There will be times when you work with a parent with disability and who is also involved in the criminal justice system. Some parents you work with may never have received a diagnosis for their disability or received relevant support. This lack of support coupled with their involvement in the criminal justice system increases complexity and can create barriers limiting positive change unless a parent’s disability is assessed and supported.
In 2018, the Human Rights Watch released the report I needed Help, instead I was punished. The report was based on research that occurred in both Queensland and Western Australia. Some findings include:
- People with disabilities, especially Aboriginal and Torres Strait Islander peoples with disabilities, are over represented in the prison population.
- There is a lack of assessment and identification of people’s disabilities particularly given that many prisoners are not aware of their disability.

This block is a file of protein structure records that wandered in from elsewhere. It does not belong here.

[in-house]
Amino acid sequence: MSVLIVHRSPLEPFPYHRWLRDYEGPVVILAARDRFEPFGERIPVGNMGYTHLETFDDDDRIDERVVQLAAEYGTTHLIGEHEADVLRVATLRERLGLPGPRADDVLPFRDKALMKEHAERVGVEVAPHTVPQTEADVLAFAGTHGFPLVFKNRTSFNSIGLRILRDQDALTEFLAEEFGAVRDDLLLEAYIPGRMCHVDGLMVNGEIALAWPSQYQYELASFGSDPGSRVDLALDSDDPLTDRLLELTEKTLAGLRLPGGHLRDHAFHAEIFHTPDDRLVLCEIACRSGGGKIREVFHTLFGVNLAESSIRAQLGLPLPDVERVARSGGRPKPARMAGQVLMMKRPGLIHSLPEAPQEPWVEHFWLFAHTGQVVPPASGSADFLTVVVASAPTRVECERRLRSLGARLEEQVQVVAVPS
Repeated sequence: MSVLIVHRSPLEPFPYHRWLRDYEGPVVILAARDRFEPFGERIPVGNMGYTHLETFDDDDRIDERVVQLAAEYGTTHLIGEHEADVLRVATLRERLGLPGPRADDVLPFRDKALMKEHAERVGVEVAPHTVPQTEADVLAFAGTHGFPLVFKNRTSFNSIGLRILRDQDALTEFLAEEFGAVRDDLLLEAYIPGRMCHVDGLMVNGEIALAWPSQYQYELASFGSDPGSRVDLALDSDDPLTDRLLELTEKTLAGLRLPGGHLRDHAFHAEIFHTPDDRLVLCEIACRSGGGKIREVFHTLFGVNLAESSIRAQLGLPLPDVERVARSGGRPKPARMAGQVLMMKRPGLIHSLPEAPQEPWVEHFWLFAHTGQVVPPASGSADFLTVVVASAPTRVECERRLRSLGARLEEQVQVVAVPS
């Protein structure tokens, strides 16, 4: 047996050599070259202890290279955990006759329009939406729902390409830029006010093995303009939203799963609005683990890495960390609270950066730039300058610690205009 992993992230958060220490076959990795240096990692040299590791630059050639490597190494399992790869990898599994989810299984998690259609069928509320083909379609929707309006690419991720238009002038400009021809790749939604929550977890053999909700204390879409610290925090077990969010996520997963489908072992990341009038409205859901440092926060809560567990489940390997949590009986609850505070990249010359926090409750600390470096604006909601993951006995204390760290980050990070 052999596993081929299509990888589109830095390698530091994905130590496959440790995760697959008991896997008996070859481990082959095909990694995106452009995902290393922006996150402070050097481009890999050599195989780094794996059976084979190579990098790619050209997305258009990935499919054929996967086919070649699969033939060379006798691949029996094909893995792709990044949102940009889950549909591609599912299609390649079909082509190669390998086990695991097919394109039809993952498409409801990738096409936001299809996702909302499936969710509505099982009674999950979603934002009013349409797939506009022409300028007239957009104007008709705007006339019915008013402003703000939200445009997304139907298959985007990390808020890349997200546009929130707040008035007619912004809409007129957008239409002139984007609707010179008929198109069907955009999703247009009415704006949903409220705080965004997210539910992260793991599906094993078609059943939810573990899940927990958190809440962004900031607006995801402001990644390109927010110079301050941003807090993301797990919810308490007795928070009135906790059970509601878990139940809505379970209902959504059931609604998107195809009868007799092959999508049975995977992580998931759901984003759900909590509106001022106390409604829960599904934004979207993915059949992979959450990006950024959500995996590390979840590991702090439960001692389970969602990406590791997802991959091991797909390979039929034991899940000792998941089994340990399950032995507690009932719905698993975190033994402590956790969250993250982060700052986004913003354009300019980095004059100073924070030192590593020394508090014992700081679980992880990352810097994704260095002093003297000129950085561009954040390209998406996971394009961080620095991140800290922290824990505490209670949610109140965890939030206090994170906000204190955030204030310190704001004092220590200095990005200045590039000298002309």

- Without identification of disability, appropriate supports and reasonable accommodation are not provided.
Consider the following:
- Why do you think it’s important that an incarcerated parent you are working with has their disability assessed and supported?
- If an incarcerated parent with disability didn’t have the correct supports in place, how might this impact their child?
If you work with a parent who has a suspected or verified disability and they are incarcerated, make time to connect with the parent and their network to explore what supports are available to the parent for their disability. See what the NDIS funds and what the justice system funds for incarcerated people here.
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